From the destabilization of language that occurs in “Textual Ecologies,” “Local Powers” offers a radical, and welcome, re-envisioning of what exactly constitutes our local environment. As a reader, when I encounter something called “Local Powers” I immediately assume it to be populated with poems of particular geographic spaces. Yet from the first poem in the section, Jennifer Moxley’s lovely “The Sense Record,” the local comes to mean our human selves, our immediate environment: our body. What is then troubled in this section is the idea of the ecological self. The human is both kept separate from the natural as a textual body and approached as an environment. It is one of the more surprising and interesting turns the anthology takes.

After occupying the human self of “Local Powers,” in “Necro/Pastoral” the gaze is directed towards the man-made world. Taking its heading from Joyelle McSweeney’s “Arcadia, or, Anachronism: A Necropastoral Effigy,” this section is indeed about death, the outcome of human consumption, climate change and environmental destruction. While some of these poems tend closer to the didactic than those in the other sections, Jane Sprague’s “Politics of the Unread” is beautifully rhythmic and forceful depiction of a world where

response–an utterance
what words do rise up in iris
flipped gaze the mimic
to stutter arctic–or just tic
a long thigh a long thick
finger of grease
spill leak from something
these monstrous yachts
doth offend thee oh evermore
than any Ulsan oil seep

In his introduction Corey quotes Shelley: “We want that creative faculty to imagine that which we know,” and the best poems of the anthology live up to this maxim. What is immensely successful and satisfying about the book is when different forms and dictions are used to wrestle the familiar into the fresh. Brian Teare’s “Transcendental Grammar Crown” is an example of this. Opening with a series of epigraphs from Transcendentalists, the poem is an intertextual fractured sonnet crown that is in direct dialogue with Emerson, Thoreau, Ives, Fuller and E.D., while simultaneously investigating the sonnet form, as in the section “Sonnet” where he writes:

–no monument                  no moment                  no human

passion                                    just spider’s fiber                  cantilevered.

Similarly the best of the litany poems, Juliana Spahr’s long “Gentle Now, Don’t Add to the Heartache,” can be read in the shadow of Whitman’s “Leaves of Grass” and “Song of Myself,” except here Spahr celebrates how “we learned and we loved the black sandshell, the ash, the American bittern, the harelip sucker, the yellow bullhead, the beech” and so on, only to describe their loss. In section four she writes, “we let into our hearts the brackish parts of it also. / Some of it knowingly,” and then the listing changes to man-made, the “run off from agriculture, surface mines forestry home wastewater treatment systems, constructions sites, urban yards, and roadways into our hearts.” The end of the poem is an extraordinary lament:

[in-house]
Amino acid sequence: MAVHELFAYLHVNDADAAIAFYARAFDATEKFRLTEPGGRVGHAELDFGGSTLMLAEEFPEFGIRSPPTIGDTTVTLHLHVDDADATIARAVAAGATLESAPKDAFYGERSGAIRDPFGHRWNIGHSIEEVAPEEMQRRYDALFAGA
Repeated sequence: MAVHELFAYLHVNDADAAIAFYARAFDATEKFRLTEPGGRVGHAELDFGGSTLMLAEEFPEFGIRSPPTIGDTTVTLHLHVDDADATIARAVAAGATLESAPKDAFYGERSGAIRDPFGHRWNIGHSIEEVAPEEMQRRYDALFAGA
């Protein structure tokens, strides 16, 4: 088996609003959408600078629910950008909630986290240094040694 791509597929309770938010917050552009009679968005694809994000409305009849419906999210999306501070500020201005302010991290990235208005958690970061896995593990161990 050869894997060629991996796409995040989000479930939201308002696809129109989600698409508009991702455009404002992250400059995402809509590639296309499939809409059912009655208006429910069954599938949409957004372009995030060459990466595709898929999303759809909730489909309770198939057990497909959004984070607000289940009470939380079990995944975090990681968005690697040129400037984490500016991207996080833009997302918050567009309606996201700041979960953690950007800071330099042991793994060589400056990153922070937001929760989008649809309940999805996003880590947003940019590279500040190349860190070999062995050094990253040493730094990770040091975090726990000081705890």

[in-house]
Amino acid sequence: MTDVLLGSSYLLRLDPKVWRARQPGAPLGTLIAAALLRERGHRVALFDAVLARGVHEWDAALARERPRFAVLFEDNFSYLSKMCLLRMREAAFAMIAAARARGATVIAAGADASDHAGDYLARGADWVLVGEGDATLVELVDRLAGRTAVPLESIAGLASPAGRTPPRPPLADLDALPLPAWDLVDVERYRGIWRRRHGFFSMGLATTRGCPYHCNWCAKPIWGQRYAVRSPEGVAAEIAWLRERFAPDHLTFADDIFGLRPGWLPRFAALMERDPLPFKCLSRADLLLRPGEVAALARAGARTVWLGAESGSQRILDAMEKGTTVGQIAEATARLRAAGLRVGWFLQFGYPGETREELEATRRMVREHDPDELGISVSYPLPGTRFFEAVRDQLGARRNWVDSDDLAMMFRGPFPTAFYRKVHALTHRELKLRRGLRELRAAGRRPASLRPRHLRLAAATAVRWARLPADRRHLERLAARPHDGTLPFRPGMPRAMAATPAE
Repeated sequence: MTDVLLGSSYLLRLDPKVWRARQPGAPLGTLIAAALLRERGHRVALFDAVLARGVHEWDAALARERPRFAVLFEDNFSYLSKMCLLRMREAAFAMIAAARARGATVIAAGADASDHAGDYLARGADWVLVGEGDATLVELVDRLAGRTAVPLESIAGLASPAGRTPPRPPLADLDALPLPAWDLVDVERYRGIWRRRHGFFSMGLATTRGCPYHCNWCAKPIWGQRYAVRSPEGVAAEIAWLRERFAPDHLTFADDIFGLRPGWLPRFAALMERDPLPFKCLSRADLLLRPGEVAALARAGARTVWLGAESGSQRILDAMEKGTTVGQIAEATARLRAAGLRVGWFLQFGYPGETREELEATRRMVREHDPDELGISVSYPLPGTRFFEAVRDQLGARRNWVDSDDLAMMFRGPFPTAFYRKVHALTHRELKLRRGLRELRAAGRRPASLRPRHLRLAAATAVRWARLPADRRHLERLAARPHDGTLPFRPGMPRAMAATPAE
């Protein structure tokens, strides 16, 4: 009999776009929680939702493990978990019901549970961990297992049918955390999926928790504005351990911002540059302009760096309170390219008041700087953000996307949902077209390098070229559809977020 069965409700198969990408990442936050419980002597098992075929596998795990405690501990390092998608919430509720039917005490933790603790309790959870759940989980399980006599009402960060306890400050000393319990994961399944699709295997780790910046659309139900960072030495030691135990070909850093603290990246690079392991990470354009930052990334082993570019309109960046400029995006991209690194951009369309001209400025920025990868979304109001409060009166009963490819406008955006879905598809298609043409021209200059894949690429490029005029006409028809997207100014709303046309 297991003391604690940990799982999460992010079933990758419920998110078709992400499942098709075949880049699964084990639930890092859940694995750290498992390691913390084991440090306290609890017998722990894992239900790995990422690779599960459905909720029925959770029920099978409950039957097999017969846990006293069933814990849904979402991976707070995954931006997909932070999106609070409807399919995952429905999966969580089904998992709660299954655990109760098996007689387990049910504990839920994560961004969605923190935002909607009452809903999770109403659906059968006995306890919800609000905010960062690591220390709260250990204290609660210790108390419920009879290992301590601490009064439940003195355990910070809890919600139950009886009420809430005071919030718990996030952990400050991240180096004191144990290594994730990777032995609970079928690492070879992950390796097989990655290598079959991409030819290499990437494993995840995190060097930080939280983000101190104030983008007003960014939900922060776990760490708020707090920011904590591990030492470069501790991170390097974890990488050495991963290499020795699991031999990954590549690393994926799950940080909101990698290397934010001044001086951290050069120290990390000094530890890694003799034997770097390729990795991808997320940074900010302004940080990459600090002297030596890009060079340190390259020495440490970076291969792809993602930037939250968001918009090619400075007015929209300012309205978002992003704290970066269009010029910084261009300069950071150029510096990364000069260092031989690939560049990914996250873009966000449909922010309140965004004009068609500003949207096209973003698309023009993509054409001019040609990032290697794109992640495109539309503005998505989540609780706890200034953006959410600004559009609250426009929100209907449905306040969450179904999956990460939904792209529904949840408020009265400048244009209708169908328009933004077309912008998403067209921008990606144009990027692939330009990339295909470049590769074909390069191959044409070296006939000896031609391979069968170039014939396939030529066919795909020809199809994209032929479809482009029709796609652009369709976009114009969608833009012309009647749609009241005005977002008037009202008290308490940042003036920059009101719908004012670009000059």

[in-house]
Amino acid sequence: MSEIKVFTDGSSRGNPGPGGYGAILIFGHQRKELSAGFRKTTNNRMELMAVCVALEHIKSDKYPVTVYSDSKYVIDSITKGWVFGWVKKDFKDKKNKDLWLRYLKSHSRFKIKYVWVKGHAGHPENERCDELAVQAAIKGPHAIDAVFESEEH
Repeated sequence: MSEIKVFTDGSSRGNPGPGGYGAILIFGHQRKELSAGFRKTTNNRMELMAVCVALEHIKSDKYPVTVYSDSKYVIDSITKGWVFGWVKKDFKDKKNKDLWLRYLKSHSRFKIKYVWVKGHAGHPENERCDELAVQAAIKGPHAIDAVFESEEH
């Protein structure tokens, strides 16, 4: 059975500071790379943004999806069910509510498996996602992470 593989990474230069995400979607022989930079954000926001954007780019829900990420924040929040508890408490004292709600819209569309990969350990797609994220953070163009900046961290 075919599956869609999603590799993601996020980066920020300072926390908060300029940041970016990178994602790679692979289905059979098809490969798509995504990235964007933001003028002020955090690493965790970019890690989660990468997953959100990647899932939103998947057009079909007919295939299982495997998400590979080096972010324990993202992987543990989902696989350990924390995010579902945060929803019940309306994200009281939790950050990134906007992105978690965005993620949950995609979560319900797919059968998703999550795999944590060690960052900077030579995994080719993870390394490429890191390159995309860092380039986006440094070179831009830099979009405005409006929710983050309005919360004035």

I did not sing groaning words.
I did not sing o wo, wo, wo!
I did not sing I see, I see.
I did not sing wo, wo!

The power of this poem is the fusion of the loss of poetic heritage with the speaker’s separation from the natural world.

Undergirding Spahr’s poem is a specificity of diction. Many of the other poems of the anthology share this trait in rewarding ways. Often the diction is a scientific one; the entire anthology is a study of how to integrate the sciences into poetry. Some poems are perhaps too technical, or the combination of clinical tone with this diction leaves the poem a little flat. But when the diction is deployed successfully the results are rich, unusual poems. Such is the case in Peter O’Leary’s “The Phosphorescence of Thought,” where the scientific diction becomes a way of elevating the natural into prayer:

a kestral’s fovea has
one million cones and each photoreceptive cell
directly represents its data in the brain. Imagine
the words of your thoughts dropping from your ears onto
the pavement, piled there.

and later:

Hermit thrushes’ spooking ghostflow through the underbrush.
Flocked starlings’ geometric detonations
inspired like fireworks. Migration’s notes:
the woods’ logophragous originator, song.

For all its limitations, The Arcadia Project is a vital book, overflowing with lyrical verve and ambition. It drives the conversation forward, not just on what the pastoral might constitute in contemporary times, but demands we play closer attention to how poetry as a whole can interact with what lies beyond the poet.

Caitlin Maling